Microsoft C KnowledgeBase articles online

PC Mag, January 1989

It’s weird I was discussing putting this online in a more human readable format, and then  Jeff Parsons over at the incredible full system emulation in javascript site, just did it.

As you may or not be aware of, Microsoft hit it big as a computer languages company, before they added operating systems into it’s portfolio.  And for some weird reason after the whole OS/2 divorce thing, someone decided that everything that had been painfully learned in the earlier eras should just be expunged from history.  Which is a real shame to anyone interested in Basic, Fortran, Pascal, C and MASM.  Years ago I had gone through the steps of extracting the text the only way I could figure out easily, by writing a simple TSR that would dump the contents of the text video buffer, and write it to a file, then press the page down key, and keep repeating the process. The end result being that I had then dumped the MSPL aka the Microsoft Programmer’s Library.  I had put the text into an archive, aptly named Microsoft_Programmers_Library.7z, and pretty much used grep whenever I wanted any information, and left it at that..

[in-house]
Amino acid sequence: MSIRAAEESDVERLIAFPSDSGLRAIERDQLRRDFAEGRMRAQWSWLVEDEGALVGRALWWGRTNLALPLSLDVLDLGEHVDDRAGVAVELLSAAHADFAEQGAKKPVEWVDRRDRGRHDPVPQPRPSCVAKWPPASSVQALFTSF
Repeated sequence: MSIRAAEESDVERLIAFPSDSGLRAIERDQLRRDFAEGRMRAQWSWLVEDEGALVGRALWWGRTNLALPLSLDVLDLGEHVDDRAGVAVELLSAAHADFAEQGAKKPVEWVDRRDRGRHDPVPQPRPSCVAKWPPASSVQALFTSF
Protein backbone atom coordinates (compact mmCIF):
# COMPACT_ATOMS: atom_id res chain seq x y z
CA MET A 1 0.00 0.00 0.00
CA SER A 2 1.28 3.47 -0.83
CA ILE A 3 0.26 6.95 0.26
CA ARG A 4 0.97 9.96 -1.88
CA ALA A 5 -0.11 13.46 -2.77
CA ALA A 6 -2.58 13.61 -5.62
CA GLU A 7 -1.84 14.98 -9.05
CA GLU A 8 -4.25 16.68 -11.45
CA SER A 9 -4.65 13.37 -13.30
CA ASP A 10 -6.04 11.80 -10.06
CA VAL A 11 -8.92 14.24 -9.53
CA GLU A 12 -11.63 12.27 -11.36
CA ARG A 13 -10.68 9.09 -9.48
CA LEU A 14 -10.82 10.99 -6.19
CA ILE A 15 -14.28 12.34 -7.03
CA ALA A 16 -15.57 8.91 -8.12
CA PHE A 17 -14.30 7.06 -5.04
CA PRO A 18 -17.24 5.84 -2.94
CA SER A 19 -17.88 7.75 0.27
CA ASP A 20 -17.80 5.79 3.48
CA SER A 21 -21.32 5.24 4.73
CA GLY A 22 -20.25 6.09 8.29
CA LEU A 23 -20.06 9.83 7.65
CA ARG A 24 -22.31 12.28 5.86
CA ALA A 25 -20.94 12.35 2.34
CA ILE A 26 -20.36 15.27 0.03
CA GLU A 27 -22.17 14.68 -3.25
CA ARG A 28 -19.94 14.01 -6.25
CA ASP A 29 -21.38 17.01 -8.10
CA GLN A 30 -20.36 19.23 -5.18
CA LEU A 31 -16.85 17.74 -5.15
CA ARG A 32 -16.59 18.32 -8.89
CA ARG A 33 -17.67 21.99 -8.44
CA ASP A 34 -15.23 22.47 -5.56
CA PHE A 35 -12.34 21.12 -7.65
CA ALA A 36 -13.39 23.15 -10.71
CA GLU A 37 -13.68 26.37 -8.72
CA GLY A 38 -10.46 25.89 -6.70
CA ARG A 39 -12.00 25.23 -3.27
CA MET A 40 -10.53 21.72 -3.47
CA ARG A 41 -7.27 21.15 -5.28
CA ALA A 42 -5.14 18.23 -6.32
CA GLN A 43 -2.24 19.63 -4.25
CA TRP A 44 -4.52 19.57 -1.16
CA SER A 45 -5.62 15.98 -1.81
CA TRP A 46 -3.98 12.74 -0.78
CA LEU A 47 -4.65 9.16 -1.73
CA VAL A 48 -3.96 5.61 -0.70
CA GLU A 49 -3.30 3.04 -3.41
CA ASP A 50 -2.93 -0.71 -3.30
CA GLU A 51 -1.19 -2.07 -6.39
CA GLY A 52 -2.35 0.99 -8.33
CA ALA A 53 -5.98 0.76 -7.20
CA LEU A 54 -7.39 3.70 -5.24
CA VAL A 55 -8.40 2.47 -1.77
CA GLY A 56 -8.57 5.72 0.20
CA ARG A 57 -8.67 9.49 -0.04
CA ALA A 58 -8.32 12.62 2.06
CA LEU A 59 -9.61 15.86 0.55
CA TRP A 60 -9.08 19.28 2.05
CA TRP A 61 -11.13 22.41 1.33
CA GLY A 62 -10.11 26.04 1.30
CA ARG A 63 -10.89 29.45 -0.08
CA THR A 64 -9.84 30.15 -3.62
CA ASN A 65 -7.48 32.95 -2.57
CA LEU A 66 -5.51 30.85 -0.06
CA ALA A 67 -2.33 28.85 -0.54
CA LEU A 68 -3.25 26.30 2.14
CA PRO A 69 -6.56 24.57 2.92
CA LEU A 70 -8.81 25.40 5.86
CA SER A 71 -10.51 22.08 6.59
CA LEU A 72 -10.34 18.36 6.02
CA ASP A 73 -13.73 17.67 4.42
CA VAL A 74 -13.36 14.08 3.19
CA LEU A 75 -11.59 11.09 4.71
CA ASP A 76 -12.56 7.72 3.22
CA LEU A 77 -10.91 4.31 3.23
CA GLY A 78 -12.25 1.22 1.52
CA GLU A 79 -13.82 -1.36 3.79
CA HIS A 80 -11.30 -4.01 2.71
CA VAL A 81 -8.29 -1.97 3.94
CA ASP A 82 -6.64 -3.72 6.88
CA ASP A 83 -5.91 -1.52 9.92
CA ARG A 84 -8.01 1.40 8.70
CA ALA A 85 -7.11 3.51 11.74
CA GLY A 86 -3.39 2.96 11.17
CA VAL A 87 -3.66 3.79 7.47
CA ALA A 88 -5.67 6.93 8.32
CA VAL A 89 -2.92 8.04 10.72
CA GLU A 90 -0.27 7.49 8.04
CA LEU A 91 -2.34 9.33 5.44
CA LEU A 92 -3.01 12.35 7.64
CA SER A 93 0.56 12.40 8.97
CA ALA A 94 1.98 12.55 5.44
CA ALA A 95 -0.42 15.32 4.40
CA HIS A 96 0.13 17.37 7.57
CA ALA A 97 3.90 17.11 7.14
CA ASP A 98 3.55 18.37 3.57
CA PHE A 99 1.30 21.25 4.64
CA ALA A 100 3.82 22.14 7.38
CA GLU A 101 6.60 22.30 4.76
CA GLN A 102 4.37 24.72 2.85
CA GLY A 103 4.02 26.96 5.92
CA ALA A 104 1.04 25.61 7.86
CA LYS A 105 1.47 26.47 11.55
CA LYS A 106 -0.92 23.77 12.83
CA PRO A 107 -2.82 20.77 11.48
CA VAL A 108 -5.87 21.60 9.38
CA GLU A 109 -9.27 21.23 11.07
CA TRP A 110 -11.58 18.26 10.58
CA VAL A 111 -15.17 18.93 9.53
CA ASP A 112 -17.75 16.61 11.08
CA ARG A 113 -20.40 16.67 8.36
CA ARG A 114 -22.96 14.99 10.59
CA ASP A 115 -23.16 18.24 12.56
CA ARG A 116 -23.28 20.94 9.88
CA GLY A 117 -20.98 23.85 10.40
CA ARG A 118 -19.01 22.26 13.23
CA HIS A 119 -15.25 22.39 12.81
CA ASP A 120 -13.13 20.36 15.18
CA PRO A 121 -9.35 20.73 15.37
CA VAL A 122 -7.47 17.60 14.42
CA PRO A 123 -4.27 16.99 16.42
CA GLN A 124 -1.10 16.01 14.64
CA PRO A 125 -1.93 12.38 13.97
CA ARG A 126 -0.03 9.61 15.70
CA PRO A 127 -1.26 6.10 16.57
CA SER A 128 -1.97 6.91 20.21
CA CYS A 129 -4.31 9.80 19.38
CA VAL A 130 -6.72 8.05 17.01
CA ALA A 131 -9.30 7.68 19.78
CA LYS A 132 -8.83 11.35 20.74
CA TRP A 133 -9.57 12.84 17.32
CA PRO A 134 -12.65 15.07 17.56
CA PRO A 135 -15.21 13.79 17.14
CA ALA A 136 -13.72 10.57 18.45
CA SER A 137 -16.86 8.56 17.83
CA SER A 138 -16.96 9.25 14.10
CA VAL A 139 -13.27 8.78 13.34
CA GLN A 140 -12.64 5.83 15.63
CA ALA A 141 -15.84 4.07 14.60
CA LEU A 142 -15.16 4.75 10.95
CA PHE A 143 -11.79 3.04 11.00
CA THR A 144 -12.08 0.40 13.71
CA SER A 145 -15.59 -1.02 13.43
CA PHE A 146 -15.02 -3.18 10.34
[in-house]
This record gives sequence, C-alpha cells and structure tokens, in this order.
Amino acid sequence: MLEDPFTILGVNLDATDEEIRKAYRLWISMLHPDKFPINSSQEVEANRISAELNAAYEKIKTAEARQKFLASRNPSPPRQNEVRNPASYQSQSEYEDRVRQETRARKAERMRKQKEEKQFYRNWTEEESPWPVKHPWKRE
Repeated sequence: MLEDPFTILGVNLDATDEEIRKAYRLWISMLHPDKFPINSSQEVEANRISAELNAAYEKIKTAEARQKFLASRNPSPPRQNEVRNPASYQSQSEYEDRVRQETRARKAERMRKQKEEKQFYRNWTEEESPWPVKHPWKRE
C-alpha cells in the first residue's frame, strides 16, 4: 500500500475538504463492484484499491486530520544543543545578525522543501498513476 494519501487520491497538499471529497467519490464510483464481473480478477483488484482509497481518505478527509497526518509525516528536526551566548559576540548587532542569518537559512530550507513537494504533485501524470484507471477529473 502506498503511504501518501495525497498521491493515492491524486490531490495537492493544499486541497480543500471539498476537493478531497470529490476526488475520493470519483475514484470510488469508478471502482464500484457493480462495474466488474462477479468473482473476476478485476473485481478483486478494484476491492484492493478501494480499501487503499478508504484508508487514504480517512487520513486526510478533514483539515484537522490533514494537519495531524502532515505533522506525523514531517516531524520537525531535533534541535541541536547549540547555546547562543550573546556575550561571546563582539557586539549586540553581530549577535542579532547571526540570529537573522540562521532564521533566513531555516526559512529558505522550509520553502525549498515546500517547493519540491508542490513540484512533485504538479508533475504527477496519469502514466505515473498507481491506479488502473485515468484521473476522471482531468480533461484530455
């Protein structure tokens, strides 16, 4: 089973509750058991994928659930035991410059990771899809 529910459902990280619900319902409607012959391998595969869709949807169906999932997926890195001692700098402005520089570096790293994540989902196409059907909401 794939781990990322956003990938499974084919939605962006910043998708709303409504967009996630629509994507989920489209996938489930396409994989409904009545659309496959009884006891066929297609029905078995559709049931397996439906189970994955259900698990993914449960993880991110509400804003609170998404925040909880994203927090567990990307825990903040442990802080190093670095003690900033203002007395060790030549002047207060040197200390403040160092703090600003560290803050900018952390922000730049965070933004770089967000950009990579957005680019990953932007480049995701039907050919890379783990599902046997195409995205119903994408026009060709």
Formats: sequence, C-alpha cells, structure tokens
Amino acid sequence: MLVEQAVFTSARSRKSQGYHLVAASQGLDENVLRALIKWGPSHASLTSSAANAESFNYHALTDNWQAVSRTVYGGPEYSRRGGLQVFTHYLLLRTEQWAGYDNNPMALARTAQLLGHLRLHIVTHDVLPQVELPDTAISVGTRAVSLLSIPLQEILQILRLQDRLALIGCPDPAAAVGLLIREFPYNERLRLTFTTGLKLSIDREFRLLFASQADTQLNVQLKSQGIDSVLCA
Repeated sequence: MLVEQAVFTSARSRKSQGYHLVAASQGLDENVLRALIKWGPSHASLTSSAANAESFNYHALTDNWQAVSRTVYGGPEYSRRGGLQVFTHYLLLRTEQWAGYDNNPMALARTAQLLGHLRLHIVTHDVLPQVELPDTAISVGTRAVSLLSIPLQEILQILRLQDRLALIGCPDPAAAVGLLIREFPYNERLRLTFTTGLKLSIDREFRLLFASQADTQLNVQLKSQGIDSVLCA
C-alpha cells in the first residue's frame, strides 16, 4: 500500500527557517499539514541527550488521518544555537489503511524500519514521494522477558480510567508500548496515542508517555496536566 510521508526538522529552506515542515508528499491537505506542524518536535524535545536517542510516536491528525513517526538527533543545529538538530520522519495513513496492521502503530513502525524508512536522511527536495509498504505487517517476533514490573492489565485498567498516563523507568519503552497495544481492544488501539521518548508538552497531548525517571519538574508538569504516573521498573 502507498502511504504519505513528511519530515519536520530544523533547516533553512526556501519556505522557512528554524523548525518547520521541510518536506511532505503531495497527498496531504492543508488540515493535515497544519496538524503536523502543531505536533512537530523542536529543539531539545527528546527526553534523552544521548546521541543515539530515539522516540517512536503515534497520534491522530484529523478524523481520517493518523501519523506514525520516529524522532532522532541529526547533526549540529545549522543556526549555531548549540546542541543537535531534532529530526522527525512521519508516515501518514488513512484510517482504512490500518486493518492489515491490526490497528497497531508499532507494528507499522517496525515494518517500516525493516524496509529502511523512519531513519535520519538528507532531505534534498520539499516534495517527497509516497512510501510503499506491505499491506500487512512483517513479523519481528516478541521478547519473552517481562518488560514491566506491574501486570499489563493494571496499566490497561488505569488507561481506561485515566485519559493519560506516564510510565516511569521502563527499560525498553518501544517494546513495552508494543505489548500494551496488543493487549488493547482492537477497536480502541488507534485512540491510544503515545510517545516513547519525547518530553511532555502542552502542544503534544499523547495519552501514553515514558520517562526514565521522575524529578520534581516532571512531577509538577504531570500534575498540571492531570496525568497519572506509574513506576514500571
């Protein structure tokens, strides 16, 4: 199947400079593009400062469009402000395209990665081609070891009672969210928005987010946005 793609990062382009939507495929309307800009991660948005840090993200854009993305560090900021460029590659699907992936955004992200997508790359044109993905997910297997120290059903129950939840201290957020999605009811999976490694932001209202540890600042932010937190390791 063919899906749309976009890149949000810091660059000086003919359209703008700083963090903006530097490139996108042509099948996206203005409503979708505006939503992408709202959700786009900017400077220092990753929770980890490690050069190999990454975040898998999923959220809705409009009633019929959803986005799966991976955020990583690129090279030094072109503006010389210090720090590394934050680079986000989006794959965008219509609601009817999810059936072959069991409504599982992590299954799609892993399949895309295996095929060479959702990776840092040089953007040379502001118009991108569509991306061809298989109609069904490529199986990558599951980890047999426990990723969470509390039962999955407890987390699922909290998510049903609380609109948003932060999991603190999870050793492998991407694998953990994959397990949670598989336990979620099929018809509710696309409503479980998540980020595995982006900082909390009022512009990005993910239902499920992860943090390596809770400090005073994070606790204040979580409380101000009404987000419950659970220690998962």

It’s really cool to see it slowly transitioning to more useful information.  You can read Jeff’s article Corporations Are Crappy Archivists about his quest for seemingly simple information about ancient Microsoft mice, and the archive of KB’s for Microsoft C.

One thing that is annoying is that information on CD from the late 1980’s seems to be darned near impossible to find.  I know that each generation of machines until about 2005 was exponentially larger than the previous one (post 2007 we hit the iThing world, along with most machines being ‘good enough’ for day to day usage).  I know this ad may seem insane, but Microsoft really was trying to push people to CD distributions.  As we all know that internet thing didn’t quite tickle their fancy.    Did they ever put resources like this online?  Like on BIX or Compuserve?  It seems like an ideal resource.  But I was a kid, and didn’t have that kind of money.

Awesome CD-ROM collection and drive, starting at a mere $899!